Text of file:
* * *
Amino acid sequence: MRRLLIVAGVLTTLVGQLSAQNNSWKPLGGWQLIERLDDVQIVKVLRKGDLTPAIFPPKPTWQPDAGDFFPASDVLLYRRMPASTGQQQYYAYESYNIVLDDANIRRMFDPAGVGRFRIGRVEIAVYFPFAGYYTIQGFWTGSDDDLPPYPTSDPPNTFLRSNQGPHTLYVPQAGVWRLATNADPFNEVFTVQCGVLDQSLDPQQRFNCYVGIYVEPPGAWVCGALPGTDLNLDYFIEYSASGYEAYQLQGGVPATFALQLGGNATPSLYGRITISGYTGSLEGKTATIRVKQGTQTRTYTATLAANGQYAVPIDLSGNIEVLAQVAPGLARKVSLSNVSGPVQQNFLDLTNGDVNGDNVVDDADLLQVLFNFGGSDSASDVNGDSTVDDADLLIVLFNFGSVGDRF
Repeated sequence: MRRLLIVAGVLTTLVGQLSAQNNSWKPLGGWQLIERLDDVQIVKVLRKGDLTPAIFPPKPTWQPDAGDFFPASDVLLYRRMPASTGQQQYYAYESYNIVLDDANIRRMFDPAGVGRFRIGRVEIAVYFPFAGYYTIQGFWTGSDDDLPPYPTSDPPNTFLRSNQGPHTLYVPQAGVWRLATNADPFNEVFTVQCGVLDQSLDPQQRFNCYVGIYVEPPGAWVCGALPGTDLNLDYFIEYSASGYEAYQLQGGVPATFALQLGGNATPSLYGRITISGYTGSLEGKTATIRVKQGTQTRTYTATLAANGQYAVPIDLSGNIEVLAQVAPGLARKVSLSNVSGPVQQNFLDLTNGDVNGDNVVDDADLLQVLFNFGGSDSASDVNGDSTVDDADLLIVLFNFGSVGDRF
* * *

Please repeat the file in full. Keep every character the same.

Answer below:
Amino acid sequence: MRRLLIVAGVLTTLVGQLSAQNNSWKPLGGWQLIERLDDVQIVKVLRKGDLTPAIFPPKPTWQPDAGDFFPASDVLLYRRMPASTGQQQYYAYESYNIVLDDANIRRMFDPAGVGRFRIGRVEIAVYFPFAGYYTIQGFWTGSDDDLPPYPTSDPPNTFLRSNQGPHTLYVPQAGVWRLATNADPFNEVFTVQCGVLDQSLDPQQRFNCYVGIYVEPPGAWVCGALPGTDLNLDYFIEYSASGYEAYQLQGGVPATFALQLGGNATPSLYGRITISGYTGSLEGKTATIRVKQGTQTRTYTATLAANGQYAVPIDLSGNIEVLAQVAPGLARKVSLSNVSGPVQQNFLDLTNGDVNGDNVVDDADLLQVLFNFGGSDSASDVNGDSTVDDADLLIVLFNFGSVGDRF
Repeated sequence: MRRLLIVAGVLTTLVGQLSAQNNSWKPLGGWQLIERLDDVQIVKVLRKGDLTPAIFPPKPTWQPDAGDFFPASDVLLYRRMPASTGQQQYYAYESYNIVLDDANIRRMFDPAGVGRFRIGRVEIAVYFPFAGYYTIQGFWTGSDDDLPPYPTSDPPNTFLRSNQGPHTLYVPQAGVWRLATNADPFNEVFTVQCGVLDQSLDPQQRFNCYVGIYVEPPGAWVCGALPGTDLNLDYFIEYSASGYEAYQLQGGVPATFALQLGGNATPSLYGRITISGYTGSLEGKTATIRVKQGTQTRTYTATLAANGQYAVPIDLSGNIEVLAQVAPGLARKVSLSNVSGPVQQNFLDLTNGDVNGDNVVDDADLLQVLFNFGGSDSASDVNGDSTVDDADLLIVLFNFGSVGDRF